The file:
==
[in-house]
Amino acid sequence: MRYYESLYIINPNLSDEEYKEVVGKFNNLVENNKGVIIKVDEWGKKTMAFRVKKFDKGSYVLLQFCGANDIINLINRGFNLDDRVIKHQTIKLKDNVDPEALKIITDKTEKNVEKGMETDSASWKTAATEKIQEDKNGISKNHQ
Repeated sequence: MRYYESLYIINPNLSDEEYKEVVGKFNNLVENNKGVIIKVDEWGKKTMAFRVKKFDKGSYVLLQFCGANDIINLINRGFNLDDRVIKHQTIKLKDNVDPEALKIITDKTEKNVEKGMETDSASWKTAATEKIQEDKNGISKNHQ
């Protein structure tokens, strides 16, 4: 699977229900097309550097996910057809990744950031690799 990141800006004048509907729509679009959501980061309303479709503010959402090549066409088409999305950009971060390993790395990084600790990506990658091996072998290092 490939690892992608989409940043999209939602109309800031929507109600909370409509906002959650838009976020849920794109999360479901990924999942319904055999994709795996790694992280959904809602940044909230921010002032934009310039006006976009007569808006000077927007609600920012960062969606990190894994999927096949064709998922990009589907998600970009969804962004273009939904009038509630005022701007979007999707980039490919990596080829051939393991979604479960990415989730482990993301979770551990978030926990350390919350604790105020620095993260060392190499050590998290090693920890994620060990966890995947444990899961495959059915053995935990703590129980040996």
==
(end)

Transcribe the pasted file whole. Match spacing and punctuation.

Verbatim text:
[in-house]
Amino acid sequence: MRYYESLYIINPNLSDEEYKEVVGKFNNLVENNKGVIIKVDEWGKKTMAFRVKKFDKGSYVLLQFCGANDIINLINRGFNLDDRVIKHQTIKLKDNVDPEALKIITDKTEKNVEKGMETDSASWKTAATEKIQEDKNGISKNHQ
Repeated sequence: MRYYESLYIINPNLSDEEYKEVVGKFNNLVENNKGVIIKVDEWGKKTMAFRVKKFDKGSYVLLQFCGANDIINLINRGFNLDDRVIKHQTIKLKDNVDPEALKIITDKTEKNVEKGMETDSASWKTAATEKIQEDKNGISKNHQ
């Protein structure tokens, strides 16, 4: 699977229900097309550097996910057809990744950031690799 990141800006004048509907729509679009959501980061309303479709503010959402090549066409088409999305950009971060390993790395990084600790990506990658091996072998290092 490939690892992608989409940043999209939602109309800031929507109600909370409509906002959650838009976020849920794109999360479901990924999942319904055999994709795996790694992280959904809602940044909230921010002032934009310039006006976009007569808006000077927007609600920012960062969606990190894994999927096949064709998922990009589907998600970009969804962004273009939904009038509630005022701007979007999707980039490919990596080829051939393991979604479960990415989730482990993301979770551990978030926990350390919350604790105020620095993260060392190499050590998290090693920890994620060990966890995947444990899961495959059915053995935990703590129980040996």